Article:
Tuesday began annoyingly early thanks to our bodies confusion over timezones. We decided to make the most of the morning, despite still being tired, and headed down for breakfast – a huge buffet spread and a feast for our eyes. Before we could tell ourselves to take things gently as we have a week of this, we had both eaten too much and were feeling worse for it! We took a walk to explore the hotel’s grounds before heading back to our room to get ready for a morning chilling by the pool. My favourite part of the resort, and something neither of us have experienced before, was the swim-up bar – made even better as we don’t have to pay for the drinks! We got changed before enjoying the buffet lunch in the beach side restaurant and then spent the afternoon relaxing on loungers under a sunshade on the beach. In the evening we dined at the resort’s upmarket Italian restaurant, enjoying an amazing three-course meal that was probably the best meal of the entire trip so far.

The following days followed a very similar pattern, with us enjoying an early breakfast, spending the morning and afternoon lounging around the pool or taking a swim up to the bar, interspersed by various activities including archery, air-rifle shooting, massage demonstrations, and a colouring-in lesson for Lindsay! I also managed to get Lindsay out on a kayak, albeit for a brief ten minute paddle as the jet skis hurtled all around us.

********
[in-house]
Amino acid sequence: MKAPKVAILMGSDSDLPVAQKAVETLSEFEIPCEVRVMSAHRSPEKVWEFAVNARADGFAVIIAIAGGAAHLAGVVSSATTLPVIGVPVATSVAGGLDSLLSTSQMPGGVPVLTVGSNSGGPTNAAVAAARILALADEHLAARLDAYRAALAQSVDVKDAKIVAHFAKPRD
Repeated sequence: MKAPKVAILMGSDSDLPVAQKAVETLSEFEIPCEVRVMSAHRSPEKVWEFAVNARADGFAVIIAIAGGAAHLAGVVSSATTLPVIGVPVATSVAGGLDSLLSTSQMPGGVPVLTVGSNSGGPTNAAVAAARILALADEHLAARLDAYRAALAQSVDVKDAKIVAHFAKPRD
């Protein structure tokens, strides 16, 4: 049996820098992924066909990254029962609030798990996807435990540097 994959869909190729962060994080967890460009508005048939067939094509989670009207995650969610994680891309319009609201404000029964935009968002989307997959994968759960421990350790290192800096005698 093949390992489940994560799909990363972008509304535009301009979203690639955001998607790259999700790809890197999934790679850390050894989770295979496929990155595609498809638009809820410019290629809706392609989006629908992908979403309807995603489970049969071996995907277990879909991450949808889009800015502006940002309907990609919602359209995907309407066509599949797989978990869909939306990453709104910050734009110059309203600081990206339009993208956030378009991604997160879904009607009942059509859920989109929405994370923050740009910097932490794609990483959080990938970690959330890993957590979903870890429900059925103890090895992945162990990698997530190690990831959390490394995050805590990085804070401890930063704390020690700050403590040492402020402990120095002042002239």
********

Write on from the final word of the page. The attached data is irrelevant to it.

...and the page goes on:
The hotel put on a number of different events for evening entertainment including a cultural Balinese dance show, a fire poi and percussion show and a cabaret show as we dined on the beach, with sand beneath our toes!

We did manage to escape the false world of the resort for an afternoon and hired a driver to take us to Pura Tanah Lot temple, Kuta beach and then Uluwatu temple for sunset. Seeing the real Bali outside of the protective walls of the resort was humbling and certainly worth doing. Pura Tanah Lot temple is an old temple built on a mini island a few metres off the mainland, and there is a causeway which allows access at low tide. Kuta was very, very busy and we could understand why it is known as the party town of the island – even from a visit in mid-afternoon. Uluwatu temple is built high atop a sea cliff and the surrounding area is full of monkeys willing to relieve you of your sunglasses, hat, earring…anything which isn’t permanently attached to you! Unfortunately there were a few clouds in the sky which obscured our sunset but it was still definitely worth a visit.

We have thoroughly enjoyed our week here and are sad to be leaving today, leaving the luxury of the resort and heading back into hostels as we explore Thailand, Vietnam, Cambodia and Laos over the next two months before we arrive back in the UK.

New Zealand by Spaceship

After 10 week travelling around South America we made it to New Zealand on Thursday 18th July. Because we crossed the International Date Line the wrong way we lost Wednesday 17th July 2013 completely!